P. Clarkson Collins Jr.
Corporate practitioners have been closely following developments in Delaware's shareholder appraisal litigation. Much of the interest concerns the court's "fair value" determination and the risk that an acquiring company will have to pay appraisal petitioners more than the merger deal price. In a much-anticipated decision, the Delaware Supreme Court provides valuable guidance about the relative importance of the deal price in the court's adjudication of the "fair value" of a petitioner's shares.
Karen Levin, Ariel Ronneburger and Damias Wilson
Because there are so many new digital channels for possible intellectual property infringement, knowledge of the various mechanisms available to combat the issue is vital to enabling entertainment industry owners to protect their brand.
This edition of the Quarterly State Compliance Review looks at some legislation of interest to corporate lawyers that went into effect between Aug. 1 and Oct. 1, 2017, including amendments to Delaware's corporation and LLC laws.
In 2016, Frederik Colting and Melisa Medina planned to launch a series of 50 children's books, each book summarizing a great novel. They called their colorfully illustrated summaries KinderGuides. In January 2017, the owners of the copyrights to the novels filed a copyright infringement suit against Colting and Medina, resulting in a useful tale for lawyers who advise publishers on either side of such a dispute.
Overton Thompson III and David Rue
The Case for Value Billing
Alternative fee arrangements (AFAs) are about value, a benefit legal departments are increasingly pressured to bring to their companies. When hiring an outside lawyer, clients are not looking for "hours," and they certainly are not looking for tenths of hours. They seek value.
Todd R. Wulffson
The recent age and disability discrimination lawsuit filed by Randall Arney against the Geffen Playhouse, where he served as artistic director since 1999, seems to raise some serious legal and factual flaws based on just what is alleged in the Los Angeles Superior Court complaint.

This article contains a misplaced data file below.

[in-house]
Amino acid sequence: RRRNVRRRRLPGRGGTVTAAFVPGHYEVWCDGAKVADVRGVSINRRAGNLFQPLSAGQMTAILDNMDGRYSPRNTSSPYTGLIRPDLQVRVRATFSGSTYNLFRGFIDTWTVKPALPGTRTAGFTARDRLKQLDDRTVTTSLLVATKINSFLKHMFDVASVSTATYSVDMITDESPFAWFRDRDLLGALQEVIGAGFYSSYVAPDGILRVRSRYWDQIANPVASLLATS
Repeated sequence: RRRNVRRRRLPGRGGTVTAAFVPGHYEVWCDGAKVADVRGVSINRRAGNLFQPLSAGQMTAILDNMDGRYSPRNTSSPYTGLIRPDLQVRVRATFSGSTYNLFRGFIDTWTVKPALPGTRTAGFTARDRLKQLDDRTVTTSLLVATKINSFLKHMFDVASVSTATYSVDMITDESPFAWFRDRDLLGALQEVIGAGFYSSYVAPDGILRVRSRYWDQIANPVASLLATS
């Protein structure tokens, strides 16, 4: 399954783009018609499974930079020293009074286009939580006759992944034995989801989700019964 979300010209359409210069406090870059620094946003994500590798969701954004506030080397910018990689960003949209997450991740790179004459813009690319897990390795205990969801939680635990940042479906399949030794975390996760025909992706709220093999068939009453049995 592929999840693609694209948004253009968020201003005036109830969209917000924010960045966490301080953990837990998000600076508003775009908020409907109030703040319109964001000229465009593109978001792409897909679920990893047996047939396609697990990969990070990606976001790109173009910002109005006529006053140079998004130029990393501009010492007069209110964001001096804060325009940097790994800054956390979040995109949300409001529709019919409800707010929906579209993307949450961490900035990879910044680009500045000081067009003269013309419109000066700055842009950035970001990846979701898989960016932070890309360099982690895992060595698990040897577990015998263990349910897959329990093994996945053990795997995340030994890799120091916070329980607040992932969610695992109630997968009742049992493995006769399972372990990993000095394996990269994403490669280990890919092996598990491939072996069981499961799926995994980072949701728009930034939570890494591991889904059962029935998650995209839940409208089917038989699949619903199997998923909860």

Over the past several years, rent-stabilized tenants have turned to Airbnb and similar services to monetize their below-market leases and earn extra income. Landlords seeking to evict such tenants for profiteering have been largely successful. This article examines the state of "Airbnb" jurisprudence to date.
Ronald J. Levine and K. Heather Robinson
Due to our increased understanding of human genetics, there has been a shift in, and expansion of, the use of genetics in the courtroom to address the "how" and "why" — the causation of, or susceptibility to — disease in mass tort and products liability litigations. Here are some trial tips you need to know.
Amy Proctor and Molly Russell
Split Federal Circuit Declined to Reconsider Panel’s Decision that Lost Profits Based on the Panduit Factors Are Fully Apportioned
On Sept. 1, 2017, a split Federal Circuit declined to rehear a panel decision in Mentor Graphics Corp. v. EVE-USA, Inc., a case that could have significant implications for lost profit damages and apportionment.
Matthew B. Schiff and Kathryn C. Nadro
SCOTUS Review of Dodd-Frank to Change the Landscape
On June 26, 2017, the Supreme Court granted certiorari in Digital Realty Trust Inc. v. Somers to review a Ninth Circuit decision regarding SEC whistleblowing protections. The Court's ruling is highly anticipated, as it will clarify the landscape for whistleblower protections.